We reaffirmed the importance of an international financial architecture that sets incentives for pursuing sustainable policies and prudent risk-taking. In this regard, we welcomed the results achieved between issuing countries and private-sector participants on Principles for Stable Capital Flows and Fair Debt Restructuring in Emerging Markets. Such principles, which we generally support, provide a good basis for strengthening crisis prevention and enhancing predictability of crisis management now, and as they further develop in future.
We reaffirmed our commitment to fight the abuse of the international financial system in all forms. To this end, we have committed ourselves to the high standards of transparency and exchange of information for tax purposes that have been developed by the OECDs Committee on Fiscal Affairs as set out in the attached statement. We will work to implement the high standards of transparency and effective exchange of information through legal mechanisms such as bilateral information exchange treaties, and we also call on those financial centres and other jurisdictions within and outside the OECD which have not yet adopted these standards to follow our lead and take the necessary steps, in particular in allowing access to bank and entity ownership information.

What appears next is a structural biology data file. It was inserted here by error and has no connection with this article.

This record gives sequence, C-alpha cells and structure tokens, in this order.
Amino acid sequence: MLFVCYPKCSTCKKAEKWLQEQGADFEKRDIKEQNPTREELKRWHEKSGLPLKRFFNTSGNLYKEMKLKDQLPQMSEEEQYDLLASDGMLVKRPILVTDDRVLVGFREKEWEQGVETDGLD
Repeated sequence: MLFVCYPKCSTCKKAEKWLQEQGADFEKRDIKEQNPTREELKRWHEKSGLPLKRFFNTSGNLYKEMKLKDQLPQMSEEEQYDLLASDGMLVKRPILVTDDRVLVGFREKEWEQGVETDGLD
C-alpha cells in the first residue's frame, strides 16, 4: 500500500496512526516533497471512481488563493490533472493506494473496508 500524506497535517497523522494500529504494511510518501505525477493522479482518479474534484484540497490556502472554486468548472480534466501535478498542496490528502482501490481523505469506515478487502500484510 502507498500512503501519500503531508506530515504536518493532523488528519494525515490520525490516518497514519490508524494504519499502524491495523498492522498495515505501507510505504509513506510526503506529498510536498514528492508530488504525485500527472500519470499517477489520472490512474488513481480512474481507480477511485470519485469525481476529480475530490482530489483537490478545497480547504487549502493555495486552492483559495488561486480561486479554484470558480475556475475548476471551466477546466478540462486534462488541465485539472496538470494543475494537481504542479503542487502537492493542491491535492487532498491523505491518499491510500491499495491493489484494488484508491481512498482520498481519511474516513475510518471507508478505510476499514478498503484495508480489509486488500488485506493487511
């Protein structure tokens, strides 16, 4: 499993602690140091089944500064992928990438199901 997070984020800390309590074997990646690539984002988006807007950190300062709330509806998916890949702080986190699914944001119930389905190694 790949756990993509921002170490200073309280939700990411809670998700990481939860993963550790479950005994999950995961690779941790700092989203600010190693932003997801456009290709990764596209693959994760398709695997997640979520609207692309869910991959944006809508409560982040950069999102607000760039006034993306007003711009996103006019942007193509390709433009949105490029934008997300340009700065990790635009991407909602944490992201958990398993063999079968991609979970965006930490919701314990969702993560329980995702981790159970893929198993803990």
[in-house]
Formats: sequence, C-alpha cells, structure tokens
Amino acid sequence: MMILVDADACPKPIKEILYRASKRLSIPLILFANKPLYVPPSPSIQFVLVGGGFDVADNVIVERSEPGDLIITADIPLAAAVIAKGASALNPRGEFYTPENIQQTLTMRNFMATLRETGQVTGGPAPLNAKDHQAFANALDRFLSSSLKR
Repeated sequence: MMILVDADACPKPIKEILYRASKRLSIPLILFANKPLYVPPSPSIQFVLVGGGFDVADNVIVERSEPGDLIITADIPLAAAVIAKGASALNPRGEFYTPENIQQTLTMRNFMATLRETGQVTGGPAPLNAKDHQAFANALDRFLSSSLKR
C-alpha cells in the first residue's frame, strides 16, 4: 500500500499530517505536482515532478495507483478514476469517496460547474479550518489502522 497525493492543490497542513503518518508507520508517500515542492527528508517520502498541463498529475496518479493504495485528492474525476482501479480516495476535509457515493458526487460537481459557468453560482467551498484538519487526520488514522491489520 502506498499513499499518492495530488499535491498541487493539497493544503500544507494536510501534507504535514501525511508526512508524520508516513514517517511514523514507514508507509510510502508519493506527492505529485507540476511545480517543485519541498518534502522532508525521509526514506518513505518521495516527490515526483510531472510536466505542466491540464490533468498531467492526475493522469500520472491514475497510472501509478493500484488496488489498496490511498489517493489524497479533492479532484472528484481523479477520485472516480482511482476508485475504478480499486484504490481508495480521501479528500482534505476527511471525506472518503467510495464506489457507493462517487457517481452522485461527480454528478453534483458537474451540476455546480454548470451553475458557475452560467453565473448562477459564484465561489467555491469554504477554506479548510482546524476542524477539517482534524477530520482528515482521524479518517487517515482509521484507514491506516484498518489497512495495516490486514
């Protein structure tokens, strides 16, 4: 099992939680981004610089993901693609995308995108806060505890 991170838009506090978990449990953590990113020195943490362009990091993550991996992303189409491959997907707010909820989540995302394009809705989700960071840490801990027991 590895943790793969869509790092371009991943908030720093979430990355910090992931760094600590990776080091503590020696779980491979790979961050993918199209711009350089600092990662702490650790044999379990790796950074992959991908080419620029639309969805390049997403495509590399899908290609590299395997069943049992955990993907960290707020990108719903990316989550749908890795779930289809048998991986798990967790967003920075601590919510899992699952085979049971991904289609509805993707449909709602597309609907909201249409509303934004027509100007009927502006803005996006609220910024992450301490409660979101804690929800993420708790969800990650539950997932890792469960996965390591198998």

While we have made progress in fighting money laundering and the financing of terrorism since 11 September 2001, much remains to be done. FATF regional style bodies are expected to be an important element of our efforts and we welcome the recent establishment of the Eurasian Group on Money Laundering and Financing of Terrorism (EAG). We look forward to the early admission of China in the FATF. We are committed to implement the revised FATF Forty Recommendations and the FATF Special Recommendations. We welcomed the decision by the IMF and the World Bank to make comprehensive assessments on money laundering and terrorist financing a regular part of their work. We are agreed on the importance of responding to the challenges posed by illegal cash couriers and by the use of the informal sector for remittances and we supported the FATFs current efforts to address these issues more effectively. In this context we welcomed the new FATF Special Recommendation IX on cash couriers and urge its efficient implementation.
We expressed our appreciation to the German authorities for their excellent stewardship of the G20 this year and for the effective arrangements for this meeting. We will continue our work under the Chinese presidency in 2005 and we welcome the invitation to our next meeting in Beijing. We have also agreed today that the G20 will be chaired by Australia in 2006.